Once upon a time about 18 years ago, my company was going through a very, very, difficult period. We were about to lay off 20% of the team. We were losing money. Personally, I was close to being clinically depressed. While she never admitted it, I am quite sure my wife Laura was about ready to get rid of me as well. Suffice to say, 1996 was not my best year. I really did think I was holding up pretty well. I made it into work everyday. Then I went straight to my office, shut my door, and effectively shut out my team. I either blew off our E-Team meetings, or I attended them but was disengaged. Then one day my TEC Chair, Jutta Parsons (one of best TEC Chairs of all time), came in for our 1-2-1. The first words out of her mouth were, "John, what the hell is the matter with you? You're destroying the culture in your own company. Don't you realize the CEO speaks through a megaphone?" (Jutta was never known for beating around the bush.) I said to Jutta, "What does that mean?"
Jutta said, "John, the minute you drive into the parking lot, you are ON-STAGE. People are watching your body language, the words you use, even how you walk. Right now, when things are down, 80% of your job is about showing up. And not just walking in and closing your door. But showing up with a positive attitude and a vision for the future. If you can't do that, you're better off staying home!" Talk about tough love. I made the decision that day: If I was going to show up for work, I was going to show up positive, upbeat, and thinking about the future.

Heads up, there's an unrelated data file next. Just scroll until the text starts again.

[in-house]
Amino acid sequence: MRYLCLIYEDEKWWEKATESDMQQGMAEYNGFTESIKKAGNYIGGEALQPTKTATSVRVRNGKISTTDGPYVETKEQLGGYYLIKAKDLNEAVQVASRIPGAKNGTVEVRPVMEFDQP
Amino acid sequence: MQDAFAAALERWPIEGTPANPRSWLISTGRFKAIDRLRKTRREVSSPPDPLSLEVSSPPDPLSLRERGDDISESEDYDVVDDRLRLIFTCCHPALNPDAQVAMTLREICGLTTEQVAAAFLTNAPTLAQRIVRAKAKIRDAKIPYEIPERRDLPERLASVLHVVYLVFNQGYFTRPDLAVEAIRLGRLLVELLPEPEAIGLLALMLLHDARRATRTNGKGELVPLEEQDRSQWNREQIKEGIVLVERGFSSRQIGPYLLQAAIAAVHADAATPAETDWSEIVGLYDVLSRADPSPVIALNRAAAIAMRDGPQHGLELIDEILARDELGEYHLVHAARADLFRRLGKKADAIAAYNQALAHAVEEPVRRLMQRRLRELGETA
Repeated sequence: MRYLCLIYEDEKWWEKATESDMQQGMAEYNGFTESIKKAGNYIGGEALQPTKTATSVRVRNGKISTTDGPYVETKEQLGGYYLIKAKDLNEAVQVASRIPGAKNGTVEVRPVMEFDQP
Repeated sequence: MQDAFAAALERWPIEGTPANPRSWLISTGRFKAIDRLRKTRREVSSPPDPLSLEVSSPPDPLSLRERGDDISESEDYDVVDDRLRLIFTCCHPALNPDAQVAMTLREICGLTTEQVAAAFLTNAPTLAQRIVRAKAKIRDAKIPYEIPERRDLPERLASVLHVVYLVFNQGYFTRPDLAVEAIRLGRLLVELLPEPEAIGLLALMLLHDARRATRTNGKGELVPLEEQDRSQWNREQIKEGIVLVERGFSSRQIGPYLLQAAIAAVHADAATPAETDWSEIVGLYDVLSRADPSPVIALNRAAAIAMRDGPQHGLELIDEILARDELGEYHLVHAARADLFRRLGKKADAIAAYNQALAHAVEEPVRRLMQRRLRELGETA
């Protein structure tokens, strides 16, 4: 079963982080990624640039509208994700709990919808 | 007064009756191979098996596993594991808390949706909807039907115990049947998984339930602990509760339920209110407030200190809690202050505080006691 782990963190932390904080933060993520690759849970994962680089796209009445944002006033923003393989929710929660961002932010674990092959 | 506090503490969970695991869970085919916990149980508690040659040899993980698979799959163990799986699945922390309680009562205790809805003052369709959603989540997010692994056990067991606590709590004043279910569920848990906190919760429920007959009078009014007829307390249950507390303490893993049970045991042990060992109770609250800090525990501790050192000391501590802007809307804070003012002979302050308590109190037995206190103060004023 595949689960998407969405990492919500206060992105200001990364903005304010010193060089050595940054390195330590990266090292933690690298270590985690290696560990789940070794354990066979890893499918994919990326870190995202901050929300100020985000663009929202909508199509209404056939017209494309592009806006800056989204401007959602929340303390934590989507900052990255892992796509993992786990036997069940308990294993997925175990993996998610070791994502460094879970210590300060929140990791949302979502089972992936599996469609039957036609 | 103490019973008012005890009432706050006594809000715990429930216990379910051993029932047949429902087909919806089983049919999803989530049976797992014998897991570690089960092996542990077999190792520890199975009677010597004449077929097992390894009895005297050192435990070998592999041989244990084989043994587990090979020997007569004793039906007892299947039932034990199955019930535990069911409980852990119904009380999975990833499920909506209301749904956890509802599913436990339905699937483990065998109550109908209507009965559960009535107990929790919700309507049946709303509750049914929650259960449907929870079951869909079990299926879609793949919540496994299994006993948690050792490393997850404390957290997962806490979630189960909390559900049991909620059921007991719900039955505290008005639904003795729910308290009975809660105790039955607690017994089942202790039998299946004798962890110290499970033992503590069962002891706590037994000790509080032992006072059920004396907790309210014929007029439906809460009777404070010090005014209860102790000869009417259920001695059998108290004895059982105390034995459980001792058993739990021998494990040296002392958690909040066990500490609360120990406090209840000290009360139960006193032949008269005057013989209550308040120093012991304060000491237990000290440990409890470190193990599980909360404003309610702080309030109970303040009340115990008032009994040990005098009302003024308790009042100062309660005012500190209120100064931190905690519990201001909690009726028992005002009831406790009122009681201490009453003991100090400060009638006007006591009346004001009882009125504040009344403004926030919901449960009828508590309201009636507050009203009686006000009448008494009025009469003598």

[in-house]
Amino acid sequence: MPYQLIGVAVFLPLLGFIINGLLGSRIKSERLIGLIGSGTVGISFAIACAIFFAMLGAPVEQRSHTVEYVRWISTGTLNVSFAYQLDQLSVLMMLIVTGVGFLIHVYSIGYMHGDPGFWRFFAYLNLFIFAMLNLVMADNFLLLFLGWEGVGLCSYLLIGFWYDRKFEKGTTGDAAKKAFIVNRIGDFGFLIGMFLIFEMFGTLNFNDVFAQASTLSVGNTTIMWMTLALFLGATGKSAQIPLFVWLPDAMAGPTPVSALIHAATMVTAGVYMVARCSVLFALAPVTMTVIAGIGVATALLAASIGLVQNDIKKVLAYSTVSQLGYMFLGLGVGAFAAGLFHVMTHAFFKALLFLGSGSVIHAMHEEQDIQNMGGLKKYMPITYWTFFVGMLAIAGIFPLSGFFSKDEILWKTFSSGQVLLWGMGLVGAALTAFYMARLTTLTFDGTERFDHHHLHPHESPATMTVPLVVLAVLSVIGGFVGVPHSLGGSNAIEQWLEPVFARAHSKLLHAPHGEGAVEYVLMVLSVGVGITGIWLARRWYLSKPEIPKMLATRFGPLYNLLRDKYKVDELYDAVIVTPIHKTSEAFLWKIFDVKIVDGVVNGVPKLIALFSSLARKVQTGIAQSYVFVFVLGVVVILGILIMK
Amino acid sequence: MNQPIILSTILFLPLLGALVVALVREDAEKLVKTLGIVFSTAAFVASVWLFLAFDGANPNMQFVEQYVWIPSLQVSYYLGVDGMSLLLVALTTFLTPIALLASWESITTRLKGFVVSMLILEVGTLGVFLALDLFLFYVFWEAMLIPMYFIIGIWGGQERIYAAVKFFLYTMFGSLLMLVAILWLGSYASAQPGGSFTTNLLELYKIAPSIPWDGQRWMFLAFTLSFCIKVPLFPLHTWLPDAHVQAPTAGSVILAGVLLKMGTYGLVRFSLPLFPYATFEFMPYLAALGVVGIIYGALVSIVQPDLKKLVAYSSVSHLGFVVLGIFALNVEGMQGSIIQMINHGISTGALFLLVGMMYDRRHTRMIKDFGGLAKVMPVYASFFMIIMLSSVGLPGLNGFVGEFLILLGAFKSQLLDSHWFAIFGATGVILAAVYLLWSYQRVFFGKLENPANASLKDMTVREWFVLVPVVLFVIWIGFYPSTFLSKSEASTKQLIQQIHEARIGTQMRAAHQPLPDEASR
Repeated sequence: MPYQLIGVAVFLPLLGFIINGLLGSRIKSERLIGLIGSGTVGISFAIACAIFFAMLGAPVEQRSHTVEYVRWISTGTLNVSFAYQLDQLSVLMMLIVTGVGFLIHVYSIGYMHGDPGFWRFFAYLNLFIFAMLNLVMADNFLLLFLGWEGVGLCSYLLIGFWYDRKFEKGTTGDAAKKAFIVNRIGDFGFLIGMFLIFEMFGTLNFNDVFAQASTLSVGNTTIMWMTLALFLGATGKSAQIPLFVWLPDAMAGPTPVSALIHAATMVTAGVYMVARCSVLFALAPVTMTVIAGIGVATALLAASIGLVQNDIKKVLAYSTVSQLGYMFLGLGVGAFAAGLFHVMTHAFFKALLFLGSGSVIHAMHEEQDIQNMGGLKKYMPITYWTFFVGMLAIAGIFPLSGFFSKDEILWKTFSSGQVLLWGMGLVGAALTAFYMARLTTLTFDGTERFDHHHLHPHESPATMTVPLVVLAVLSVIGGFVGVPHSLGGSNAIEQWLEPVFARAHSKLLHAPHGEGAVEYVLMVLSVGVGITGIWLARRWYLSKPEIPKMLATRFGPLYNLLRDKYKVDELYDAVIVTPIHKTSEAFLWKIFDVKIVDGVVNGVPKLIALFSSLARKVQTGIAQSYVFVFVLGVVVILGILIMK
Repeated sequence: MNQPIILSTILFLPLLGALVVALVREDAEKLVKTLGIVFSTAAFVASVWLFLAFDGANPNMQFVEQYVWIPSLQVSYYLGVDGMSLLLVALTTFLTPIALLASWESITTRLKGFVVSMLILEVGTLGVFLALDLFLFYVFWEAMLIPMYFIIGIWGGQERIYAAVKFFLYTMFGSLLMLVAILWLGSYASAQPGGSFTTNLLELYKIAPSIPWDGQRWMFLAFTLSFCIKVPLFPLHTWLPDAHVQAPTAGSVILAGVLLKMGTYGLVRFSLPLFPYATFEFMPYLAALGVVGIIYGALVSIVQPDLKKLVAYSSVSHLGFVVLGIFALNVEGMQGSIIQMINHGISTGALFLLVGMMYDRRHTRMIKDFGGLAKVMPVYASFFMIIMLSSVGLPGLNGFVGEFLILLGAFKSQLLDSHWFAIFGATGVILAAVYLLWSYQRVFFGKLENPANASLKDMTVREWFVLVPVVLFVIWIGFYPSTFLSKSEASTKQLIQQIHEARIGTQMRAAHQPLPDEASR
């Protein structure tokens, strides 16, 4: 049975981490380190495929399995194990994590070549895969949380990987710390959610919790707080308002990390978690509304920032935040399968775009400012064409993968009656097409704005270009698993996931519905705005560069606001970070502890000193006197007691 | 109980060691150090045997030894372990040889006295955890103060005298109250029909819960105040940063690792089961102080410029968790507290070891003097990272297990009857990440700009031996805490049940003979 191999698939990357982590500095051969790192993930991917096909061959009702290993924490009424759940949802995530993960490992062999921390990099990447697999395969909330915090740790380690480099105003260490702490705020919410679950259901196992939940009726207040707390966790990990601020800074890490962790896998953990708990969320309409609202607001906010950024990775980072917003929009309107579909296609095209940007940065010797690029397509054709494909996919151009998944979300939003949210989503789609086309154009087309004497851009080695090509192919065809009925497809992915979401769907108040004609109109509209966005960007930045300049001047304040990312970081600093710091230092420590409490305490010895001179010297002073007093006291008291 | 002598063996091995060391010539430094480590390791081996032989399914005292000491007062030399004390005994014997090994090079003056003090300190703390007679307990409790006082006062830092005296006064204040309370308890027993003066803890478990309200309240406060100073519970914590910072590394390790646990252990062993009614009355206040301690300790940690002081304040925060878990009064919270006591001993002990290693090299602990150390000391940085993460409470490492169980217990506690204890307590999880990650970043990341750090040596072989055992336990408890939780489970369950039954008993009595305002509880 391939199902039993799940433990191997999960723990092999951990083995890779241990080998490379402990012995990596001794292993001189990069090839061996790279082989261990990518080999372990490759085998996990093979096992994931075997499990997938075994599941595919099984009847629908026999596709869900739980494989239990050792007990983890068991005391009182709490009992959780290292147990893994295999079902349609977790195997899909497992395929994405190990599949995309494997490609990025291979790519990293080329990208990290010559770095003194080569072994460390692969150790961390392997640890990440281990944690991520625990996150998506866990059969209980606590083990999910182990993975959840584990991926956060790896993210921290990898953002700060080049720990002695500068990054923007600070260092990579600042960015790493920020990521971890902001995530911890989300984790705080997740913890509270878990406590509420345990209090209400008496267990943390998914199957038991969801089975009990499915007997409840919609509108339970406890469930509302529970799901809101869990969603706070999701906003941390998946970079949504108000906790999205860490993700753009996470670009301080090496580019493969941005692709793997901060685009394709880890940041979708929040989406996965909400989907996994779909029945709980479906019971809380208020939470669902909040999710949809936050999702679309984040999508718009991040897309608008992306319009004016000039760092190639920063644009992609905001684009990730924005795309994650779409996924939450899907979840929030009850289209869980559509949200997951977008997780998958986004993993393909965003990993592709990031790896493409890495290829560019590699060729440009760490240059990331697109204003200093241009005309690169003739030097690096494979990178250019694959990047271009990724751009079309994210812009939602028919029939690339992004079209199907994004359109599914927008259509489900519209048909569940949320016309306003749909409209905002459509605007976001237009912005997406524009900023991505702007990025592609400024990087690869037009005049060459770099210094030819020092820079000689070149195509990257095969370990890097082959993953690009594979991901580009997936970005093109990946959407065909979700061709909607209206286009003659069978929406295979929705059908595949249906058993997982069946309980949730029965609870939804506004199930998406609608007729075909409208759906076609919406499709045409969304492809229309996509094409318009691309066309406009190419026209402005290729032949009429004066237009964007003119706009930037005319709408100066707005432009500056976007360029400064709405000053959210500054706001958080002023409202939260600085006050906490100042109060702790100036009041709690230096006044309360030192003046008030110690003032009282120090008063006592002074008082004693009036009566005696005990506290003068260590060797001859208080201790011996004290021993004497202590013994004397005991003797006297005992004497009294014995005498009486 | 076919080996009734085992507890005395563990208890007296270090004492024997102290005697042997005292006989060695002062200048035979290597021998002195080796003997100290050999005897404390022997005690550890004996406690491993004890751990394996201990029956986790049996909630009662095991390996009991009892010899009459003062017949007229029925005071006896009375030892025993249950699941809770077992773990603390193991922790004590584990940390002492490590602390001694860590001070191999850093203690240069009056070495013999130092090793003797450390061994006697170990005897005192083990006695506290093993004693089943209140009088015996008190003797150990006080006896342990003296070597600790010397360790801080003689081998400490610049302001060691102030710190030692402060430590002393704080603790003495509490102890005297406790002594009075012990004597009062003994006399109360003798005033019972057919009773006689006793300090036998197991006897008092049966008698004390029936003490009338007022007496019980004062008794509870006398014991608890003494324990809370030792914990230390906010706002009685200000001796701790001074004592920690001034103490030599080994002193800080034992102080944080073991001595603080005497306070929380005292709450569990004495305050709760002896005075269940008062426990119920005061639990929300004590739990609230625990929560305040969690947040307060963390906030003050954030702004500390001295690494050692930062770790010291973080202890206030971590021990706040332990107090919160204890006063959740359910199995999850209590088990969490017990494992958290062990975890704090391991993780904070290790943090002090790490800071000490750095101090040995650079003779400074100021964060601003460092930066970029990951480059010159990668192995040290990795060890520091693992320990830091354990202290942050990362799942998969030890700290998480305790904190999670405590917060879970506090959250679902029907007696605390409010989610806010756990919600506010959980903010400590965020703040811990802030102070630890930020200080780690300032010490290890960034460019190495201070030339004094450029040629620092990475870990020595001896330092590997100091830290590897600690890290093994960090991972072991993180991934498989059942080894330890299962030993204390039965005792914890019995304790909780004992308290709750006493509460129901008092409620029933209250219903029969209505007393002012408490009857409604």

People who know me, know I leave a fun, topical, outgoing voicemail message everyday. If you want to hear today's message, just call 262.389.8000. I started doing this the day after my meeting with Jutta. I change my message the first thing in the morning, and by recording an upbeat message, I start the day on a positive note both for me and for everyone who hears my voicemail.
I picked up a client for lunch recently. Paul was worried about a recent drop in sales -- not sure if it was temporary setback, or a much deeper issue. Paul got into my car and stared out the window as we drove out of his parking lot. Just before we pulled out, two of his production employees on a lunchtime walk waved at him. Paul just stared right through them. I said, "Paul, did you notice your two guys who waved at you?" He said, "Oh yeah, that's Pete and Jim. They spend their lunch hour walking around the plant. They are setting a good example." I said again, "Did you notice they waved at you?" He said, "I guess I didn't notice." I said, "Well, I guarantee they noticed you didn't acknowledge them!"
Jim Wessing is CEO of a manufacturing company called Kondex in Lomira, WI. Kondex has one of the best corporate cultures of any business I know. And it all starts with Jim. When Jim walks the floor, as he does often, he not only greets each Kondex Associate by name, but he knows their kids' names, and often their grandchildren's names too. Kondex encourages innovation, family, and fun! They have a highly engaged team. And I have never seen Jim have a down day.
I realize it isn't easy to be positive, grateful, and engaged every single day -- especially when things aren't going wel . But YOU'RE THE CEO. IT'S YOUR JOB. If you need somebody to talk to, join TEC, or get a dog, but don't bring your worries and your attitude to the office. And unless your spouse is a saint like my wife, you'll want to remember to be positive and grateful at home too.
Remember, you are the megaphone. Loud and clear!